Pioneer Lodge dollars on hold for two years

by Phil Ambroziak

The New Year will not bring with it a new Northland Pioneer Lodge.

That’s how things appeared following a recent Prairie North Regional Health Authority (PNRHA) board meeting when it was announced the City of Meadow Lake and the RM of Meadow Lake would be unable to commit financially to the construction of the new facility for at least two years

“Each municipality has its own unique challenges to deal with first,” explained Meadow Lake mayor Gary Vidal. “This does not mean the new lodge isn’t an important project because it certainly is. But, the city and the RM have reached a joint agreement that neither of us will likely be in a position to commit to the lodge financially for two years.”

The major priority for the city, Vidal continued, is the completion of the 9th Avenue lift station, a project the mayor would like to see underway by spring.

“That is something we want to have looked after first, plus we’re also likely to run into other surprises,” he said.

Meanwhile, RM of Meadow Lake reeve Rodger Zuchotzki said he would like to see some more concrete plans in place before his municipality will contribute toward 20 per cent of the overall building.

“It’s still premature to know how much it’s actually going to cost, but something of this magnitude is going to be fairly astronomical,” Zuchotzki said. “It also won’t be a facility that will service only people from the RM and Meadow Lake. It will be used by people from across the Northwest, so why should our taxpayers be the ones who are solely responsible? There needs to be a broader spectrum in terms of how it can be paid for.”

The new lodge, which is expected to be built off Highway 4 North across from the city’s cemetery, was originally supposed to include 60 beds and cost around $25 million. Last summer, however, PNRHA officials suggested the possibility of 75 beds at a cost of $29 million. Whichever route is ultimately taken would require the city and the RM to cover 20 per cent of the overall cost. The remainder would be funded by the province.

In addition to this, the city would also be responsible for 100 per cent of furnishing and equipment costs. This would mean an additional $1.5 million, money Vidal believes can be secured through various fundraising initiatives.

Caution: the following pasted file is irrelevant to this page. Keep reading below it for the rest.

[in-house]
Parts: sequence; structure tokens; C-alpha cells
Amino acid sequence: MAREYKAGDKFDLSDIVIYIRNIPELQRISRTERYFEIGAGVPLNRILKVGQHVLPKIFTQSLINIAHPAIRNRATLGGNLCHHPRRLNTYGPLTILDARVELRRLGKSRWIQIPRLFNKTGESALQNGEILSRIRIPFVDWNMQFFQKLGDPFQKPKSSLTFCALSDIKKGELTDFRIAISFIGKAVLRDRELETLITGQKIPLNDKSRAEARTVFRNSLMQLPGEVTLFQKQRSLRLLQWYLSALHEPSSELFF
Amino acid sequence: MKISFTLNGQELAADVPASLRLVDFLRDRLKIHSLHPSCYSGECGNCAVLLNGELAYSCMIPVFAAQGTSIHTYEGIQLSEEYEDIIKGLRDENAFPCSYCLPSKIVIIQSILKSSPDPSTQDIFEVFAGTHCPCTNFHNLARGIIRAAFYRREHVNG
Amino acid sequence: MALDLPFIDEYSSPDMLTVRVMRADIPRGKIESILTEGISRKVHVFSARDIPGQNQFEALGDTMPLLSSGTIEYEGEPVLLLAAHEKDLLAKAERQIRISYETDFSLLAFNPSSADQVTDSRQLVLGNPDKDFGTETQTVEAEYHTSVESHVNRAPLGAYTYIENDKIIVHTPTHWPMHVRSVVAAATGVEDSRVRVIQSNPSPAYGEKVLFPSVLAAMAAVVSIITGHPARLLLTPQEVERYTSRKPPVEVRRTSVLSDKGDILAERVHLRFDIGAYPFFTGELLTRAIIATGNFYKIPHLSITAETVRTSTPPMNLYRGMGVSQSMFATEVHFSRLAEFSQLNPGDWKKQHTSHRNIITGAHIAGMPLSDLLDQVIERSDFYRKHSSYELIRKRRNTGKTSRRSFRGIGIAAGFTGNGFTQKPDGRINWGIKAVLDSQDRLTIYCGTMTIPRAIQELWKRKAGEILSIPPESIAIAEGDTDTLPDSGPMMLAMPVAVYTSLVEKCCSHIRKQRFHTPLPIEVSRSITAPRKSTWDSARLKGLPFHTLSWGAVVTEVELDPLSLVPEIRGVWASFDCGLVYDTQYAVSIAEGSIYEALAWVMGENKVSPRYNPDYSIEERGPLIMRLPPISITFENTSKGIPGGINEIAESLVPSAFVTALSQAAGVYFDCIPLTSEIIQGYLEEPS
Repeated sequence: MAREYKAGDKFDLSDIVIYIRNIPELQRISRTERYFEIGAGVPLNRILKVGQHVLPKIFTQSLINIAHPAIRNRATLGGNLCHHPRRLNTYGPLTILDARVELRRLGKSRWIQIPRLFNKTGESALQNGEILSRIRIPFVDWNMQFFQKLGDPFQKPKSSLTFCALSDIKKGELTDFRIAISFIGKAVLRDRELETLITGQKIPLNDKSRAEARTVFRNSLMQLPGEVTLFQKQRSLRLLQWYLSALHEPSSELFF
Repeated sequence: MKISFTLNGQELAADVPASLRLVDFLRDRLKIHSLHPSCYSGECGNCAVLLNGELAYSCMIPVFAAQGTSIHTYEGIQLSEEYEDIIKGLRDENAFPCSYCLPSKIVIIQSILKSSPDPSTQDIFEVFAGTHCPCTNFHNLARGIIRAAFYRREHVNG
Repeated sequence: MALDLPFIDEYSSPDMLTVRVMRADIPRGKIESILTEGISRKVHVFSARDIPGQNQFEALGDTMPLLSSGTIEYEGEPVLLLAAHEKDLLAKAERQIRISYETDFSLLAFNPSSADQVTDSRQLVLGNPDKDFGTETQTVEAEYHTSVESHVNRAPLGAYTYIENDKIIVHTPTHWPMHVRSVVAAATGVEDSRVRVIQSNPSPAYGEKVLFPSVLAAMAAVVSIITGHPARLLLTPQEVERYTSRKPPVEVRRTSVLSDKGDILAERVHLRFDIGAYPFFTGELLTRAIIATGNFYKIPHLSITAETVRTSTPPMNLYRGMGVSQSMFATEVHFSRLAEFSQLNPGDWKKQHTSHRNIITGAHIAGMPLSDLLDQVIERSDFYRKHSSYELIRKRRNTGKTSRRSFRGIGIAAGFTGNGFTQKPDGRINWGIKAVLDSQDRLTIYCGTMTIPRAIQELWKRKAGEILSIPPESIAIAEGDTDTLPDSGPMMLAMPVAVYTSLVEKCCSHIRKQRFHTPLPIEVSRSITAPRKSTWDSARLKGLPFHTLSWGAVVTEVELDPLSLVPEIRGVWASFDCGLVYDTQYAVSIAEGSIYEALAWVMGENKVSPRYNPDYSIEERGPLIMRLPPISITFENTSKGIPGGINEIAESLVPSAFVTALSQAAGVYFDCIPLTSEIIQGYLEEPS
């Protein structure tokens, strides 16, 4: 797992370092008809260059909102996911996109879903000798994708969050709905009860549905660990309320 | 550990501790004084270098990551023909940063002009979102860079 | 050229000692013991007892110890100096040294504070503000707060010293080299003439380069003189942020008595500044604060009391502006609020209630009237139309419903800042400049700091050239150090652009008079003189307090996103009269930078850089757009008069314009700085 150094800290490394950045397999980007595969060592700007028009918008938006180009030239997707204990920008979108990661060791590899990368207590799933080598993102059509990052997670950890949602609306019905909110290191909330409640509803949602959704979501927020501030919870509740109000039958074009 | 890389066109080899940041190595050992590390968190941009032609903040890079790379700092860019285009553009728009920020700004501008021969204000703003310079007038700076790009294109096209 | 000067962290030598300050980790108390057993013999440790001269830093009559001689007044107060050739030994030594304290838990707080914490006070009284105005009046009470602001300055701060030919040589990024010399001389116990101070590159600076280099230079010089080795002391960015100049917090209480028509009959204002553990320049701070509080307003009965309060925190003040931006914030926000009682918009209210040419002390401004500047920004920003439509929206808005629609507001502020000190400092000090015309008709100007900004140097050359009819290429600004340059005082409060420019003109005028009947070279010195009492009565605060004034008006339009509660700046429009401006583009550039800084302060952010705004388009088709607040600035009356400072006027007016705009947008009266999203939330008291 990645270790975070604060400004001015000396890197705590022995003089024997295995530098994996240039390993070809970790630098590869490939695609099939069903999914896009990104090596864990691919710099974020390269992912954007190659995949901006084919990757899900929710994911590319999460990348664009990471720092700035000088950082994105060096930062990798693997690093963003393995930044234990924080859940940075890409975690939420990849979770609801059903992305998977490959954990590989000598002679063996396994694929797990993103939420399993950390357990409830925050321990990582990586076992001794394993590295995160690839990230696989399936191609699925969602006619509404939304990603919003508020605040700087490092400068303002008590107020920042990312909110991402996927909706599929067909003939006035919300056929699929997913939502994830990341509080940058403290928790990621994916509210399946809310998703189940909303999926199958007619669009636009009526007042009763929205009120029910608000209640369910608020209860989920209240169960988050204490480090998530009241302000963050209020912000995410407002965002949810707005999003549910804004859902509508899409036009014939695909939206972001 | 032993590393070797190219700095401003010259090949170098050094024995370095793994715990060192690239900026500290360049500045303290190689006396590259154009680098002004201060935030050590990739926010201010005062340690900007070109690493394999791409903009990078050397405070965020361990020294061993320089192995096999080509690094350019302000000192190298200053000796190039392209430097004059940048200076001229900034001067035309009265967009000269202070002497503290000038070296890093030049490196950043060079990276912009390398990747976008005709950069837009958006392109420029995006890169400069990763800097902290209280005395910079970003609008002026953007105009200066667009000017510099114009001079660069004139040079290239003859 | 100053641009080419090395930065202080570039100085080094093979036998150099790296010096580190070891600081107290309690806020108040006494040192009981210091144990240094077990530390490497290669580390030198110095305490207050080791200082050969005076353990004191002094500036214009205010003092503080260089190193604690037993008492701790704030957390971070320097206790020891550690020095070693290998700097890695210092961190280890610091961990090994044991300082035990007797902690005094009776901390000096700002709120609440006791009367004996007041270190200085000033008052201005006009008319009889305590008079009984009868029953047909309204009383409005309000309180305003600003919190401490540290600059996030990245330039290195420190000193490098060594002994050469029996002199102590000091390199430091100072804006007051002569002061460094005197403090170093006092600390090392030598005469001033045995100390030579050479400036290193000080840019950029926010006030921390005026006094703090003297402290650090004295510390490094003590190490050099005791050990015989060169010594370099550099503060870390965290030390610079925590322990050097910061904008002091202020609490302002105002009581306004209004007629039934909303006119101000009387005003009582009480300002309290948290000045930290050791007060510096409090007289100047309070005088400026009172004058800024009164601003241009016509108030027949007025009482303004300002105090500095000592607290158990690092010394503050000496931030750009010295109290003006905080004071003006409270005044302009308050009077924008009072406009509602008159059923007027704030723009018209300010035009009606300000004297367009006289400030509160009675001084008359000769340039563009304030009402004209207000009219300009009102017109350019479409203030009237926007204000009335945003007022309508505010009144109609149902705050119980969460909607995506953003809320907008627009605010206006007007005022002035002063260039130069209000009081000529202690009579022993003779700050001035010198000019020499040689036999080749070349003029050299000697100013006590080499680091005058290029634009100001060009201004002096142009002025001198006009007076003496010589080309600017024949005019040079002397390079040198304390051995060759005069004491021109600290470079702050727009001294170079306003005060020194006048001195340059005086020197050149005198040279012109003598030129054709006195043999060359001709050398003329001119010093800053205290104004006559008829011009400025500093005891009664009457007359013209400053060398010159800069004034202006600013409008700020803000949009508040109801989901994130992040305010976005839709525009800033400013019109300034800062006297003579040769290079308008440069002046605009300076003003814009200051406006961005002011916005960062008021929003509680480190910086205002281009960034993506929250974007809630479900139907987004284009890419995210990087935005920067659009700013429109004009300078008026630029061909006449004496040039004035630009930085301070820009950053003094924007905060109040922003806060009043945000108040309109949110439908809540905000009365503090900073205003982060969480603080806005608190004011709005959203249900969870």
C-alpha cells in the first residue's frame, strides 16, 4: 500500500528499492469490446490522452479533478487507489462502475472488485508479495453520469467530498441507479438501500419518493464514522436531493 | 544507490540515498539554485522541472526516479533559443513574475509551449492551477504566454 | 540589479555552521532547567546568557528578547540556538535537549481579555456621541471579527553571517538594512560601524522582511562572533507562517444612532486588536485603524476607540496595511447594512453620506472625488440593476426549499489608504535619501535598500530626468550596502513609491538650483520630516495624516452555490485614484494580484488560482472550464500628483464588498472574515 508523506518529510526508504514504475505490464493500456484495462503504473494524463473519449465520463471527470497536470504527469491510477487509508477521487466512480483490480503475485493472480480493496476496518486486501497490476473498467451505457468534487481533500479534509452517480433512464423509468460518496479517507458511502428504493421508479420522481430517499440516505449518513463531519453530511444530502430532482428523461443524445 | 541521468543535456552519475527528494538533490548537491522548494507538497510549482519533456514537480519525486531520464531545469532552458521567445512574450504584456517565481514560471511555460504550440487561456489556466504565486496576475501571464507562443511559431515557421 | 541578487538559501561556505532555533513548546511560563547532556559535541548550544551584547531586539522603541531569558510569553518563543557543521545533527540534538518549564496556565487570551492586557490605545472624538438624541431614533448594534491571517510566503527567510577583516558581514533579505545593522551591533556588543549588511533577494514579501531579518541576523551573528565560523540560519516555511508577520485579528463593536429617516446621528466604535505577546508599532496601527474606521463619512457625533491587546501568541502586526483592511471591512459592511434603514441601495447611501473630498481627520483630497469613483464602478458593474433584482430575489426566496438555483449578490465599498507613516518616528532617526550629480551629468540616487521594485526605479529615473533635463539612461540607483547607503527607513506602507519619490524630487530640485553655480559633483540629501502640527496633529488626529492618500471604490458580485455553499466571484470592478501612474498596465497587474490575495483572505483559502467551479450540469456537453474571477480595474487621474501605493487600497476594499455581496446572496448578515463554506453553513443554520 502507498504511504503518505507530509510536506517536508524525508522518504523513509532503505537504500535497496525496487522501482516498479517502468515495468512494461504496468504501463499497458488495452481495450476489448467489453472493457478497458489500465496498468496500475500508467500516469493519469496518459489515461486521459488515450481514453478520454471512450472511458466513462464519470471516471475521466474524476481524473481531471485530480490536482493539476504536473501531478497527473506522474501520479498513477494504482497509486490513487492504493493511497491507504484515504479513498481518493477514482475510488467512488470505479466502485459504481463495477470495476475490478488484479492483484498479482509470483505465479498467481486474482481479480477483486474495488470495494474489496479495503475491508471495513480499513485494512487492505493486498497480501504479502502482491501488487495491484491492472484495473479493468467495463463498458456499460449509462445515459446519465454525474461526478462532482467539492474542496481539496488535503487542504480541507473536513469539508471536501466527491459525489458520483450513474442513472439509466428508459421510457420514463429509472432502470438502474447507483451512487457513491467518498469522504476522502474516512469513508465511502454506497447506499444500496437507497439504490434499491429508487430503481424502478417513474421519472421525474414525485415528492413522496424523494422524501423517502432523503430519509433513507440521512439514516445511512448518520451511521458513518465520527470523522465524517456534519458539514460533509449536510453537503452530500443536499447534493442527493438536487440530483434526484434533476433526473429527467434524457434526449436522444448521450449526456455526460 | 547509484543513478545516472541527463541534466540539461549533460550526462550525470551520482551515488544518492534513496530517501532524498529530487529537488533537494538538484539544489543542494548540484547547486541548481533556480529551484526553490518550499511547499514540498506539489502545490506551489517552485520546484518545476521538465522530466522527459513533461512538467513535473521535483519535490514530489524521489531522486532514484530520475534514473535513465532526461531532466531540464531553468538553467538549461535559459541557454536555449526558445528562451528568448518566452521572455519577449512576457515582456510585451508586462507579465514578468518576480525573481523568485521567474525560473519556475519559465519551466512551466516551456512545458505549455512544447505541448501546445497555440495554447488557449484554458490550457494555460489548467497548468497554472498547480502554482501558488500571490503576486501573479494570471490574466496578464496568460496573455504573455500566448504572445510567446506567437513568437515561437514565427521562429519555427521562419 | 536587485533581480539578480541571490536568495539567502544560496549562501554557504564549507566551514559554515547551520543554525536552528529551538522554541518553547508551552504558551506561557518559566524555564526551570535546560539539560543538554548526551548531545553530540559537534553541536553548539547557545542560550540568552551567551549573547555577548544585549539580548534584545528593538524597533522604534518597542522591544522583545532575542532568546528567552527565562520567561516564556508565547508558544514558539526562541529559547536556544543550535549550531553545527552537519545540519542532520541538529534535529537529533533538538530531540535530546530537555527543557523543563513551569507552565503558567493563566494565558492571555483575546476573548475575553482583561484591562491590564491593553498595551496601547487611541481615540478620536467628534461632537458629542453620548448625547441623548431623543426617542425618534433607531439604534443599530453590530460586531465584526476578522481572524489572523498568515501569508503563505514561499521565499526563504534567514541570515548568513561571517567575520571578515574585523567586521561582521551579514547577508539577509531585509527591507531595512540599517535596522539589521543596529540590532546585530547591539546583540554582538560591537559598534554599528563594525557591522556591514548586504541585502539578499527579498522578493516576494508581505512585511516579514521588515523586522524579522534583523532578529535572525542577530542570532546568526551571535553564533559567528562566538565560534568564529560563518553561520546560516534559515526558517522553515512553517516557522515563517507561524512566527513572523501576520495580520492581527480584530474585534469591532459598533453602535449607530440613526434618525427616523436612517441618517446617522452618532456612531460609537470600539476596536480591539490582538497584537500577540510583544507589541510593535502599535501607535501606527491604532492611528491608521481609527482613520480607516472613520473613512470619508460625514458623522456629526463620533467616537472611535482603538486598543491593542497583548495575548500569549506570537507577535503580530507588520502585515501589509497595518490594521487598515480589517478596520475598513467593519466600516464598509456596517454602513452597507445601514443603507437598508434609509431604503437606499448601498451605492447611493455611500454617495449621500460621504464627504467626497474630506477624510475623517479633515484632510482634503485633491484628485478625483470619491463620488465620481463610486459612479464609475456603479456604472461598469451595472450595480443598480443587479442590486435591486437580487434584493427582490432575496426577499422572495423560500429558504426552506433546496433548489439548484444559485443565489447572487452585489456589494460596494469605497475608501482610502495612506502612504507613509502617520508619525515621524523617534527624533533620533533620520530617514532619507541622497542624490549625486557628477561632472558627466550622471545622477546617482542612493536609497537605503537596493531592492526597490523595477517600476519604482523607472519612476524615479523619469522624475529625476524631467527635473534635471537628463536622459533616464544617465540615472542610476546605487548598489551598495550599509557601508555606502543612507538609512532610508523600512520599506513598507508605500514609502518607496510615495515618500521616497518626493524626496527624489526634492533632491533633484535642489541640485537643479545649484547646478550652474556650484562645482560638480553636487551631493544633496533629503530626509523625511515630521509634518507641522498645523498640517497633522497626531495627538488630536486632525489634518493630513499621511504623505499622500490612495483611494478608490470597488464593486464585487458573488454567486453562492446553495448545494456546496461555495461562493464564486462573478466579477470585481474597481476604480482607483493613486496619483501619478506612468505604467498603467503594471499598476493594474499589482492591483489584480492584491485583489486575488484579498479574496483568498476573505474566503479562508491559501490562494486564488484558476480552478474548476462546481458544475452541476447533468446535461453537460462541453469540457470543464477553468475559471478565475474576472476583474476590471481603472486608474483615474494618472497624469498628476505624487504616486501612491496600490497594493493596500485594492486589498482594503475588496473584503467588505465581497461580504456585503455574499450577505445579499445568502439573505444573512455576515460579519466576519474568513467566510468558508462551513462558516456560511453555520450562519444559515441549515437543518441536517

“Prairie North has offered to take the lead on fundraising, but it would only go toward the furnishing and equipment costs,” he said. “Our share of the cost of the actual building would have to come from whatever resources the city and the RM have available.”

While this news from the city and RM is expected to delay construction, Vidal said he has assurances from the province it will not have a long-term impact on the project as a whole. PNRHA officials also remain committed to the project, saying both planning and fundraising efforts would continue in the interim.

“We appreciate the challenges the city and RM face, but it is disappointing for us because this project was first approved in 2008 and we’ve been working on plans for a number of years,” remarked PNRHA CEO David Fan. “We were hoping to proceed with tender calls and construction some time this year, but obviously that is not going to happen. We will continue to do other things associated with the project, however, including a local fundraising campaign.”

Because of the amount of money needed for equipment and furnishings, Fan said it could take some time to raise the funds.
In the meantime, all parties agree a new long-term care facility is something long overdue and would be a welcome addition to Meadow Lake.

“The existing facility is not sufficient,” Zuchotzki said. “It’s cold and is not a friendly environment. It (new lodge) is definitely warranted, but there are still a lot of logistics that need to be laid out.”

“We all agree on this project’s importance and value, but we have to put things in the right order and make sure we’re doing what works best for our taxpayers,” Vidal added.

The Meadow Lake and Area Community Health Advisory Network (CHAN) is holding a public informational meeting Feb. 4 from 7:30 to 9:30 p.m. at the Jonas Samson Junior High School theatre. The new long-term care facility and its concept of care will be discussed that night.

“During this meeting, we will make a presentation on the design of the new facility,” Fan said. “We have an obligation to inform the public, to get them excited about the project and to fundraise. That’s what we will do in the meantime, along with continuing our discussions with the municipalities in an effort to come up with a plan going forward.”

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